How do I get rid of cloudy pool water?

We hear this question a lot. While there are a number of potential causes that you might have cloudy pool water, there are several key causes that create the significant majority of cloudy water issues. I’ll address each of these most common causes individually.  Keep in mind it is possible on some occasions that the cloudy pool water could be related to more than one cause being in play. I will assume you already have chlorine in the swimming pool water and the ability to utilize a circulation and filtration system as a remedy.

Cloudy Swimming Pool Water

1.) Cause #1: Did you shock or super chlorinate recently?

The most common type of shock or powder-based chlorine is calcium hypochlorite. “Cal-hypo” as we call it in the pool industry is highly basic or high on the pH scale. This high pH means it causes cloudiness when introduced to pool water. Basic things are usually cloudy. Think of cow’s milk (basic, high pH) compared to lemon juice (acidic, low pH).

Remedy: Run your filter continuously to turn over the water and clear it. With a Diatomaceous Earth filter this may only take a few hours since it has the finest level of filtration. A cartridge filter might take 2-5 times as long. Sand filters might take multiple days. A trick for a sand filter is to add a couple of 1lb coffee cup sized scoops of DE powder to them to help them filter a little finer.

Note: With all filters be sure to monitor the pressure and make sure you backwash or clean them if it gets 5-10psi higher than the clean filter pressure for your system. With DE filters we usually shut down a system if we know the pressure has risen above 30psi to avoid damage to the filter internals. Cartridge filters can sometimes be configured to run clean at 30psi. In this case I would strongly suggest cleaning them out before the pressure gets close to 40psi.

2.) Cause #2: Do you have a combined higher than average level of pH, Total Alkalinity, and Calcium Hardness?

While each of these chemical items might be within an acceptable range the combination of each of them pushing the high end of their range can mean the water is out of balance. This is even more likely to be a factor if the water temperature is high.  When the combination of these three chemical items and the water temperature is on the high side we have the potential for calcium to precipitate as scale and to make cloudy water.

The index used to describe the relationship of pH, TA, Calcium and Temperature is called the Langelier Saturation Index (LSI).  If the Langelier Saturation Index has a positive reading then the swimming pool water has the potential to scale.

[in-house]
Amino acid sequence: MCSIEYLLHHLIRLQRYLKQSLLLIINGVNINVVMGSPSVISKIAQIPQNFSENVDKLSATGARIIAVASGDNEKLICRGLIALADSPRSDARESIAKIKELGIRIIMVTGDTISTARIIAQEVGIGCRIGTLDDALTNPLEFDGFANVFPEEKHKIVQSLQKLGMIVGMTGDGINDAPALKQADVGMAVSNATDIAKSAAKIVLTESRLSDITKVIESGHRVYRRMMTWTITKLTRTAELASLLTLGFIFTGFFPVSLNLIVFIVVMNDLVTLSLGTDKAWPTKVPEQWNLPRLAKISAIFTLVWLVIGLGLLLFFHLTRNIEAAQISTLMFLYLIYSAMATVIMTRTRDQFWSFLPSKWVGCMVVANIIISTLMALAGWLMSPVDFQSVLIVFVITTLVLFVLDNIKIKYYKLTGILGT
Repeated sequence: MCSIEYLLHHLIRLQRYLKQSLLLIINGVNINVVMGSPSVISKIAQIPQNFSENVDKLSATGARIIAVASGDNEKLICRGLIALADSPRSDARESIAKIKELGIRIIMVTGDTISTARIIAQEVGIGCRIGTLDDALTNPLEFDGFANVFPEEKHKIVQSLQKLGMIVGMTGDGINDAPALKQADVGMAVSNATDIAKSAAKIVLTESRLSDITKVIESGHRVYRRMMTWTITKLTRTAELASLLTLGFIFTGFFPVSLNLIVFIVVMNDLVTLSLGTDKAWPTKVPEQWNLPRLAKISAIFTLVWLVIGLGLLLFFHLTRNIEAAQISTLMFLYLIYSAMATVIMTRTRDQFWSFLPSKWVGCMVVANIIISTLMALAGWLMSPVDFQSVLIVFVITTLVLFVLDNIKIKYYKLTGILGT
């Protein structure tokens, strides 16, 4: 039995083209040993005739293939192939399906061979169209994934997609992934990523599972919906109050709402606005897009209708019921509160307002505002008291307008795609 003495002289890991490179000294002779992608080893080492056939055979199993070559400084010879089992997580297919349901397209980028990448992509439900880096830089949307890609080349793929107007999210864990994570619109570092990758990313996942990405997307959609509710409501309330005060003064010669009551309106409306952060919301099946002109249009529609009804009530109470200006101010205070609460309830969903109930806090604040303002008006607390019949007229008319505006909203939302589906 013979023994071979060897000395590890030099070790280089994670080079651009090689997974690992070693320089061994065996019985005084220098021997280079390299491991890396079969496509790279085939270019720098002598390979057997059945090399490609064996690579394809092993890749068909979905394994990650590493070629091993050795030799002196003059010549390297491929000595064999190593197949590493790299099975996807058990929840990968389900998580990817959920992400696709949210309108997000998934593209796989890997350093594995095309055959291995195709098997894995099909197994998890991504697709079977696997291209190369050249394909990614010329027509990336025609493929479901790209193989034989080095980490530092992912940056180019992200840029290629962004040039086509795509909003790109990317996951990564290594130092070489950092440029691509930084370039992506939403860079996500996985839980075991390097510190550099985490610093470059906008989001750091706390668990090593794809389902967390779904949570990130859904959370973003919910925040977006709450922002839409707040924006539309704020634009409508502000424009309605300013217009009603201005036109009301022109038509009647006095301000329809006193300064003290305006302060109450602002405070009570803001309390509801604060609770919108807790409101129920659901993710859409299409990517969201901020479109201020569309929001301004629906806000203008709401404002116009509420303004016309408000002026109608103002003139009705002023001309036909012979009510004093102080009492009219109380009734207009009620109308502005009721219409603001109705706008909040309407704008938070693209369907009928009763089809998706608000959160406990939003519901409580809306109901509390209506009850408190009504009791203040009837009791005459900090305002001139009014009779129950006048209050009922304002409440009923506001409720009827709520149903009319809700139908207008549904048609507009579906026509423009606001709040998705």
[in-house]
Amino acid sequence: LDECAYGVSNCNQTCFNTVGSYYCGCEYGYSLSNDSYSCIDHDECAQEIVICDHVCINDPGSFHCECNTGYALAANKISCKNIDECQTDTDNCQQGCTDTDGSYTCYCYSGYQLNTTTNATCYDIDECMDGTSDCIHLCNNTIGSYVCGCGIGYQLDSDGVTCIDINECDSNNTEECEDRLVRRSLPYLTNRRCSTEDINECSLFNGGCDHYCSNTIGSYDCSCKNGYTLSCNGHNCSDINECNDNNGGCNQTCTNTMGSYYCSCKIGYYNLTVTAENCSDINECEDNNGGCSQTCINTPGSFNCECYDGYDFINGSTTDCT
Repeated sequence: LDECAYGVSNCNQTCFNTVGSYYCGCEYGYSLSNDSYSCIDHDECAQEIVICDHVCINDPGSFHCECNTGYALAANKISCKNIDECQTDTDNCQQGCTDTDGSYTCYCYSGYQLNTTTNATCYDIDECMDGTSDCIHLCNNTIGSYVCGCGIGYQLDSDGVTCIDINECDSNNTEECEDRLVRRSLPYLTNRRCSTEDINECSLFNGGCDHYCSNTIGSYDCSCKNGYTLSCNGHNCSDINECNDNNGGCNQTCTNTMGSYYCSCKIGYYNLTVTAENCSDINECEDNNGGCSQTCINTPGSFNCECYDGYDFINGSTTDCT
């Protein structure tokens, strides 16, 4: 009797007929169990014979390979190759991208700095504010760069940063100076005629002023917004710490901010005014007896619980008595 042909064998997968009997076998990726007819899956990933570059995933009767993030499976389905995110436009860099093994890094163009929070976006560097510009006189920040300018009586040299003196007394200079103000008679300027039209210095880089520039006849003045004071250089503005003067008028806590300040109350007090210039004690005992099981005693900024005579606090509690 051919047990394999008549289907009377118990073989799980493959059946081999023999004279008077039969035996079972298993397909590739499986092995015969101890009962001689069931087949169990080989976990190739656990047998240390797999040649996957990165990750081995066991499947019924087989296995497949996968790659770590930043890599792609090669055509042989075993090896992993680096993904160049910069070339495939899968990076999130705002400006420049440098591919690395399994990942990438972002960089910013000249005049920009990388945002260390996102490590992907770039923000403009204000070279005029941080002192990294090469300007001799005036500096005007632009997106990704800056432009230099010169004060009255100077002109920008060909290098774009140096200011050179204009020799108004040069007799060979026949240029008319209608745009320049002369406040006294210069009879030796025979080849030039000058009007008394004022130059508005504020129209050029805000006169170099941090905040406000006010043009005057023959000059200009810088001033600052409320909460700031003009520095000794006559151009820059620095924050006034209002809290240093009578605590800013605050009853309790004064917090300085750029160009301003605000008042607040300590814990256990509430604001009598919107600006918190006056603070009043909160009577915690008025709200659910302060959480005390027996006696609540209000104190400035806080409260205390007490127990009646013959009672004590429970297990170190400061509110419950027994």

I want to reiterate that you can have each chemical component within an acceptable range and yet if they are all pushing the high side of the acceptable range the combination can be to create water that is pushing calcium out which more easily causes both cloudy water and scale. The good news is you can re-balance your water by adjusting the pH. You can use this widget to calculate the correct pH for your pool water.

As a quick reference here are the ranges we manage towards for swimming pool service in the Dallas, TX area:

Chemical                                                          Industry Acceptable

pH (Potential Hydrogen)                                               7.2 – 7.8

TA (Total Alkalinity                                                     80-120 ppm

Calcium                                                                    200-400 ppm

As a side note we like to keep the pH at or below 7.5 as much as possible. This provides for the chlorine in the pool to be more effective. For more on this topic see my blog post on how high pH affects chlorine effectiveness.

Remedy #1: If your pool water is prone to precipitating calcium you can almost immediately achieve balanced water by adding acid to lower the pH to the recommended level per the Langlier Saturation calculator above. Adding acid will also lower the TA slightly.  However if you are compensating for high calcium via pH that has to always be at the low end of the range I would go ahead with Remedy #2.

Remedy #2: If your calcium is above 400ppm I would recommend a partial drain to lower the level. The new water from the tap will have an effective calcium level of almost zero. This means if you do a ½ drain on a pool with a calcium level of 500ppm that you will be reducing the calcium to 250ppm. Once you have added water make sure to rebalance all your chemicals.

3.) Cause #3: Did you have a storm recently?

Storms bring pollen, dust, sand, dirt, leaves etc into the pool very quickly. All this debris will begin to immediately be broken down by the chlorine in the swimming pool water via oxidation. Oxidation turns small particles and debris into a dust or powder that can cause cloudy pool water.

Remedy: (same remedy for cloudy water due to shock) Run your filter to clear your swimming pool water.  DE filters will clear the fastest. Refer to the remedy above for shocking for more details on how long utilizing the filter will take and a trick to make a sand filter clear the pool water faster.


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